A Critique of Sustainable Population Theory

Today Abigail took the opportunity to respond to proponents of sustainable population theory and outline how their arguments do not stack up in the face of scrutiny. 

Ms ABIGAIL BOYD (15:13:35): The issue of sustainable population comes in and out of public focus, raising its ugly head particularly at times of economic uncertainty. At times it is co-opted by otherwise seemingly progressive folk. I have been told more than once that as someone who cares about the environment I should advocate for sustainable population targets, whether in New South Wales, Australia or at a global level. But the total number of people on the planet is only one factor to consider when addressing environmental problems like climate change. It is relatively unimportant in comparison with factors such as the production and waste patterns of large corporations and the consumption and waste patterns of the wealthy. For hundreds of years, concerns about population have correlated with a contempt for people from lower classes, non-whites, people with low incomes and people with disabilities. InClimate and Capitalism, Ian Angus wrote:

Overpopulation arguments have been used for decades to oppress the poor and people of colour around the world and to justify anti‑immigrant campaigns.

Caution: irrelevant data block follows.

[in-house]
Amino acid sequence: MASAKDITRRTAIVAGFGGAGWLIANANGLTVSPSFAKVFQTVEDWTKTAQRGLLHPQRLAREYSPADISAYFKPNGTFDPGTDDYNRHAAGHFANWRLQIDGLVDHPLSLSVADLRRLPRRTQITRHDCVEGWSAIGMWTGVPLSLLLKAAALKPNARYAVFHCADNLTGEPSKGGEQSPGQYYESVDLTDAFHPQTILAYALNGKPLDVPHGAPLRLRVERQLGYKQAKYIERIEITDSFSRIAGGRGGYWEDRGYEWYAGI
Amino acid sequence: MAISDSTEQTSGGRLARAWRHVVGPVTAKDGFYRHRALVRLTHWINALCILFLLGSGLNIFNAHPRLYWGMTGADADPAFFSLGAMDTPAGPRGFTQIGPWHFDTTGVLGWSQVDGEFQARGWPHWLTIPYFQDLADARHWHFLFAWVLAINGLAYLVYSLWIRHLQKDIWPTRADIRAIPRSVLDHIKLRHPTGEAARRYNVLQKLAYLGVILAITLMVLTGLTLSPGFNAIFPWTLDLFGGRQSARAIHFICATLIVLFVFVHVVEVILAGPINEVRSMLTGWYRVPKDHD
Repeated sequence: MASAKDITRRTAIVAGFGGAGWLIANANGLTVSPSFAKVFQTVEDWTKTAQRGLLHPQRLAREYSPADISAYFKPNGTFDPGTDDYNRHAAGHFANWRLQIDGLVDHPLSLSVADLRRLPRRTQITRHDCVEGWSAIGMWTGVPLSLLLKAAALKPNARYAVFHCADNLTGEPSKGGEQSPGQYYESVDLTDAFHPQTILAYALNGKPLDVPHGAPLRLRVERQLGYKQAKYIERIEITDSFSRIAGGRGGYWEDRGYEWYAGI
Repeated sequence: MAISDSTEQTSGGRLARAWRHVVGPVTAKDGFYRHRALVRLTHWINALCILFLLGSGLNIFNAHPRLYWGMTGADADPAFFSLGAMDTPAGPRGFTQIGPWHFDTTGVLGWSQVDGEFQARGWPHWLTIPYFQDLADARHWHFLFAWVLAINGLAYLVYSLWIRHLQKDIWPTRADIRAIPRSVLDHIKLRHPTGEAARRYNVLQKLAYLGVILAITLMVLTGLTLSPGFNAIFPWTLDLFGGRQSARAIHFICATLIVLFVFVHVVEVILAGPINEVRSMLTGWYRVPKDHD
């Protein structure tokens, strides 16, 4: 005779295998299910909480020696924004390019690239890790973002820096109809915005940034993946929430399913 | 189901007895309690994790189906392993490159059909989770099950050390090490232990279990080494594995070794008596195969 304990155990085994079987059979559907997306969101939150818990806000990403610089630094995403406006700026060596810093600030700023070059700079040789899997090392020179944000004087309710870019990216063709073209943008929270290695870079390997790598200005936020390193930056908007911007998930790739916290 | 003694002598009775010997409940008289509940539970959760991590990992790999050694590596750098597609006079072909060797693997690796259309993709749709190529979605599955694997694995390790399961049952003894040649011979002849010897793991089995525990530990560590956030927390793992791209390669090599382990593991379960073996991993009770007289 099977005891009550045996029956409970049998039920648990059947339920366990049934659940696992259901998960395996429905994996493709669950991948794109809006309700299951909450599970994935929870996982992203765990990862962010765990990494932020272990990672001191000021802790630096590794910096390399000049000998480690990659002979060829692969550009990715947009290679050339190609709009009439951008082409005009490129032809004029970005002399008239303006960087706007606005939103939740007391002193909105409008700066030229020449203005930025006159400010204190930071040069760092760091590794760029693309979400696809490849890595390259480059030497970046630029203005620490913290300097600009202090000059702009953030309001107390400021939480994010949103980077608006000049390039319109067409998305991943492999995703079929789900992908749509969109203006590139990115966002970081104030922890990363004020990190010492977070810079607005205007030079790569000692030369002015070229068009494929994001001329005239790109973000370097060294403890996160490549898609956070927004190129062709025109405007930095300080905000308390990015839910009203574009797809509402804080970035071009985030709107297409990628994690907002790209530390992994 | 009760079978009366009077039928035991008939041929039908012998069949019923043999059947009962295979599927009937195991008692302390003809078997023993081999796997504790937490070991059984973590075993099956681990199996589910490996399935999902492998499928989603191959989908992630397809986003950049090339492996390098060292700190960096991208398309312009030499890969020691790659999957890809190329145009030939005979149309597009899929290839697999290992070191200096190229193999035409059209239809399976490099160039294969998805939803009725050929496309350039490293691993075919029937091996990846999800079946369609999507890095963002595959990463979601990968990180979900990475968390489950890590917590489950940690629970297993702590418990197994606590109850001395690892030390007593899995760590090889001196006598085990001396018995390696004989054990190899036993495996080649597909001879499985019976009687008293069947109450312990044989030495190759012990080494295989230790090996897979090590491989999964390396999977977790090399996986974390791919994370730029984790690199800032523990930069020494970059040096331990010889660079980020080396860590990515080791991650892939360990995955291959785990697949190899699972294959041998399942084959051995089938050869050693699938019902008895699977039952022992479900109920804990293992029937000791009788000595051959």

Betsy Hartmann called it "the greening of hate". The question is not, and has never been, how many people should there be, but who gets what. Imagine a lifeboat with a carrying capacity of 10 people, so long as everyone brings only the essentials. One person, who wants to bring their entire luggage set, then protests that the lifeboat is overpopulated. A small minority of people and corporations are responsible for the majority of the world's waste and pollution. Research from Oxfam found that the richest 10 per cent of the world's population is responsible for almost half of all global carbon dioxide emissions. The uneven distribution is evident in many areas, including air travel, and it is also evident within wealthy countries. Figures from England in 2018 show that the top 10 per cent of frequent flyers were responsible for more than half of all flights, while almost half of England did not fly at all.

Further, men tend to produce more carbon emissions than women, and white people produce more emissions than everyone else. Vast inequity is also evident in overall consumption figures from the World Bank. The world's poorest 20 per cent account for just 1.5 per cent of global consumption, while the world's richest 20 per cent consume 76.6 per cent. Clearly, we cannot know what the earth's carrying capacity is until we address the waste and pollution produced by the wealthy minority. It is not helpful to point the finger at individuals, nor can we blame wealthy countries like Australia, because that disguises the inequality that exists within wealthy countries. It is not only socially unjust but also pointless to focus our attention on the population growth of the poorest people when our economic system, which allows the ever widening gap between those who have and those who have not, has a much bigger role to play in the destruction of our environment.

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